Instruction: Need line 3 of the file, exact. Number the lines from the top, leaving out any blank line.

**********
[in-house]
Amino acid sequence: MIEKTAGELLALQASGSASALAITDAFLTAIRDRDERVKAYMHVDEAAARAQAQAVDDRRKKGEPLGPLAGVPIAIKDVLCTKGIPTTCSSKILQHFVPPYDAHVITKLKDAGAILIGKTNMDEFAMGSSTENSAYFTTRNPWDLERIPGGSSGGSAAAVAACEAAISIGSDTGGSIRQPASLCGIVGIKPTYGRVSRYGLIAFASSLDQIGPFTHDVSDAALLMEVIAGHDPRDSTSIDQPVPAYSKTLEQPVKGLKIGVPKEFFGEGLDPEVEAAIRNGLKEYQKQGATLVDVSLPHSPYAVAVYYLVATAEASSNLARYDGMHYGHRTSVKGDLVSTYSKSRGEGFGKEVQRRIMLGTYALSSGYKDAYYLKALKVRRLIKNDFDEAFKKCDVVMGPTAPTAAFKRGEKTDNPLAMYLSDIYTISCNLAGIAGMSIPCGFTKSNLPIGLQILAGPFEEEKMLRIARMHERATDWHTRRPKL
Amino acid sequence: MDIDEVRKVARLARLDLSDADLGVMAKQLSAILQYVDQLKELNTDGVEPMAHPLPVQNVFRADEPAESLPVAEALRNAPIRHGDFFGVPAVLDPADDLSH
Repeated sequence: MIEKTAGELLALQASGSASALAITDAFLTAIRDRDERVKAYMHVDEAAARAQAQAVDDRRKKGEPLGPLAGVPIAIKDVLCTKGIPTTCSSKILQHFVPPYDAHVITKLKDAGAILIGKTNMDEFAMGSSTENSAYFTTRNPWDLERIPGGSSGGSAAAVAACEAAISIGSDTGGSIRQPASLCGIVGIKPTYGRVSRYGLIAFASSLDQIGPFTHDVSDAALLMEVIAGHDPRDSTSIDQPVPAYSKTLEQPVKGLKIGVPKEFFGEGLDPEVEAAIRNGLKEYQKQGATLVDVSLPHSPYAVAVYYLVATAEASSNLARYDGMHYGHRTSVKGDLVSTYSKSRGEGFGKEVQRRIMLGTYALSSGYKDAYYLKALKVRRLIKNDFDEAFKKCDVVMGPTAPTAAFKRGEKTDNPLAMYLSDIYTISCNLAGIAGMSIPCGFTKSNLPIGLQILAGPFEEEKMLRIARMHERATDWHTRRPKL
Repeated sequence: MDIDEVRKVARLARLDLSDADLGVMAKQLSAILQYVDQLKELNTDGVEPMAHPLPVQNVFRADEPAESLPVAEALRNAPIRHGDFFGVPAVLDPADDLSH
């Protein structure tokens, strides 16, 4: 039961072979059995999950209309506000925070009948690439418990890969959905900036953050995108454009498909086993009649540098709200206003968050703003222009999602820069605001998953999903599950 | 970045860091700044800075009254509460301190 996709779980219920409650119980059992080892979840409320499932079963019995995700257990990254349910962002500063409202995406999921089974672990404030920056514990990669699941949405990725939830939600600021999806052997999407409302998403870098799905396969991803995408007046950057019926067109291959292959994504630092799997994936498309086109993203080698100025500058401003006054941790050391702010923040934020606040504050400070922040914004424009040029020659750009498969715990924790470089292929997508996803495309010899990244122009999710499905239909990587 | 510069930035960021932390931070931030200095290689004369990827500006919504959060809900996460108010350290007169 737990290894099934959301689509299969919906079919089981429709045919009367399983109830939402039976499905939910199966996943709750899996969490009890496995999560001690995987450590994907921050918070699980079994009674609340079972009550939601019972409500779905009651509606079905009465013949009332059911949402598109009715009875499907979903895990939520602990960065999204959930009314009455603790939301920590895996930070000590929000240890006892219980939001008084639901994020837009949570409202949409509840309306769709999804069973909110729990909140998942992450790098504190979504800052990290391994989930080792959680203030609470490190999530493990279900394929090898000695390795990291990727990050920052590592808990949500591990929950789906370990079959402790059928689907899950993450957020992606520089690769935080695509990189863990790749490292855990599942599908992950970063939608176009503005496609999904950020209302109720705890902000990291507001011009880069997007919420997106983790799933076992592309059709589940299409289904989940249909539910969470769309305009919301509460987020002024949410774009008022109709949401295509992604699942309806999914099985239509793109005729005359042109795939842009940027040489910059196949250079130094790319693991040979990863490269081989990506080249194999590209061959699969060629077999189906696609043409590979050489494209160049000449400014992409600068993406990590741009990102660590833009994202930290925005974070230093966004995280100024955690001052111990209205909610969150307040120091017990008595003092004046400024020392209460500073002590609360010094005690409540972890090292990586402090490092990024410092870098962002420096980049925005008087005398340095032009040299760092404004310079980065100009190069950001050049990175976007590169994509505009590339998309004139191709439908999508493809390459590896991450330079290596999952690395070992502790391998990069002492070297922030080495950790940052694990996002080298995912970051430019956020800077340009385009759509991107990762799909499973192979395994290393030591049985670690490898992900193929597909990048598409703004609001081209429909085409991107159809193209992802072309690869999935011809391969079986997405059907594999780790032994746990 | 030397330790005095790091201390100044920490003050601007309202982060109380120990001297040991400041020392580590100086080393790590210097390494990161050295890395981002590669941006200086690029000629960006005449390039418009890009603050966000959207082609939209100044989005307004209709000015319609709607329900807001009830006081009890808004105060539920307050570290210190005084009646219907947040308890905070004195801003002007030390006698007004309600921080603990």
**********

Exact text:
Amino acid sequence: MDIDEVRKVARLARLDLSDADLGVMAKQLSAILQYVDQLKELNTDGVEPMAHPLPVQNVFRADEPAESLPVAEALRNAPIRHGDFFGVPAVLDPADDLSH